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Siddhartha Vaidyanathan in Chennai
March 26, 2008
Peter Roebuck, the cricketer turned columnist, wrote recently about the two phases when a batsman is praised. "The first comes after a fellow has stroked a couple of boundaries as a teenager, whereupon he is proclaimed a genius. The second comes 20 years later, when a player long since consigned by even the gentlest critic to the rubbish dump manages to rouse himself sufficiently to push the ball around for an hour."
Neil McKenzie is currently experiencing the second phase. At 32, he was offered a last chance to play for South Africa and he has grasped the opportunity gleefully. Dearth of openers back home meant McKenzie was converted from a middle-order batsman to an opener, replacing Herschelle Gibbs in the line-up.
The experiment appeared to be heading nowhere when he failed to go beyond 30 in the first two Tests as opener but two innings later he's seen as someone who can be depended upon. Everyone knew about his shrewd cricketing brain, and a few others thought there was serious talent in there, but it's only now that he's beginning to look the part. A mammoth 226 in Chittagong could have been brushed aside as a one-off, but a fluent 94 on the first day of the series here showed his worth.
The first ball he faced was turned away to the square-leg boundary, a start from where he didn't take his foot off the accelerator. The first 20 runs came exclusively in fours, all struck with crisp timing, and he made the most of the errant length from the new-ball bowlers. He didn't appear in any sort of discomfort against spin and even endeavoured to use his feet boldly.
At the other end was Graeme Smith, his school-mate with a contrasting style. McKenzie himself was once seen as a potential captain of the side and the two seemed to enjoy batting together. Coming on the back of the 415-run stand in Chittagong, they obviously had plenty of confidence behind them.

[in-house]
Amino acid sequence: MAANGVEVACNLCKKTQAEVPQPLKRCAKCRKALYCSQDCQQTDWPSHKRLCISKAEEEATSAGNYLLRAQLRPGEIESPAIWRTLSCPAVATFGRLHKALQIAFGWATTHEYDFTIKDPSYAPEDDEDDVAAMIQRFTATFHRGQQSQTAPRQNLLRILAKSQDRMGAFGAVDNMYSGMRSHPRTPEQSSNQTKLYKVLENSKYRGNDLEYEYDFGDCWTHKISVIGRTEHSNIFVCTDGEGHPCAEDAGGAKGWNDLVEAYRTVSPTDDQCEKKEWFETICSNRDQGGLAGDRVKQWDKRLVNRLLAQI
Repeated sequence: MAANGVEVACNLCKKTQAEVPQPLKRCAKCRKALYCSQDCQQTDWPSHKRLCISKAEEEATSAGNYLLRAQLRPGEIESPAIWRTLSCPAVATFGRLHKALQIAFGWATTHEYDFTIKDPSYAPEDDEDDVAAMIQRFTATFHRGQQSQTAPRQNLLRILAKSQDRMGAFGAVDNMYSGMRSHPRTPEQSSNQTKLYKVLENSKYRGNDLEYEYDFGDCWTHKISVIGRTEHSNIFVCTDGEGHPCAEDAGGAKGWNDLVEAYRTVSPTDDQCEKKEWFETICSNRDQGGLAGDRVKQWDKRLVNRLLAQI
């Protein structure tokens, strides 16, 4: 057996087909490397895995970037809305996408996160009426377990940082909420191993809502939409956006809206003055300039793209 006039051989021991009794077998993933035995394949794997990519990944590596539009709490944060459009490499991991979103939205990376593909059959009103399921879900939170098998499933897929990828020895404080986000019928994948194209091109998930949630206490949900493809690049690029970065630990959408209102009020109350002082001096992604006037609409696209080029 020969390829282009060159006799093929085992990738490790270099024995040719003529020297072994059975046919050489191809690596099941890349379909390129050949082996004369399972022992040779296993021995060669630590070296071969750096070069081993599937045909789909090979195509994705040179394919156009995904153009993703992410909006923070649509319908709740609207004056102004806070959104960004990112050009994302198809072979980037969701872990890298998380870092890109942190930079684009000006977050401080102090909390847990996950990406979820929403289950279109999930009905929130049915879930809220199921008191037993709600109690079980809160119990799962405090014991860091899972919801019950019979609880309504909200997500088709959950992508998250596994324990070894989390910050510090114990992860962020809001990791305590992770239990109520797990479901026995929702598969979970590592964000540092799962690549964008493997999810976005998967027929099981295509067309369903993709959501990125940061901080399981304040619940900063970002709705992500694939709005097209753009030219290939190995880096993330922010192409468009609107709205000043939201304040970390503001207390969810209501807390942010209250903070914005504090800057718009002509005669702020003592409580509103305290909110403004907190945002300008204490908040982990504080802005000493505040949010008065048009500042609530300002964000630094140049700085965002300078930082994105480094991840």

Has he had to change much after he converted from a middle-order batsman to an opener? "I think if there is one place that you want to bat in the subcontinent it is opening the batting," he said. "So I have seen it in a positive way, I have seen it as a responsibility to see the new ball away. I am 32, and I want to enjoy my cricket and wherever they want me put I want to give 100%."
The fact that he's at the latter stages of his career has obviously helped him enjoy his game more. "I think I played for five years when [I was] 23 after which I was left out for a couple of years. I love playing for South Africa, and would like to play for another couple of years, but am not taking anything for granted. I try to play every Test as if it's my last."
For someone who used to cover his bat with a blanket and put it to sleep the night before he batted, McKenzie seems to have left some things behind. "I had certain rituals and habits which I followed before I batted but I'm 32 now, have a wife and a kid and there are too many others things to think about."
Bits of sagely wisdom frequently appear while he talks, and he turned a bit philosophical when asked about missing out on a hundred. "Test cricketers are really greedy guys," he smiled. "At the start of the day I would have taken 90 gladly, but it's never enough. I'm happy to get runs, but very disappointed that I missed out on a Test hundred."
There's also a slightly mellow tone that comes when asked about his expertise against spin. "I have been around," he says with the tone of a battle-scared veteran. "I've played against quite a few of the best spinners. Obviously there are world-class spinners here but I think it's down to experience. There are footages and analyses that go along... you pick quite a few things along the way and with your team-mates."
There was a danger of him being remembered as a trivia question - which South African cricketer's wife and sister are famous models? - but he seems to be determined to carve a niche of his own. By the look of his previous two innings, he's getting things just right.
Siddhartha Vaidyanathan is an assistant editor at CricinfoFeeds: Siddhartha Vaidyanathan
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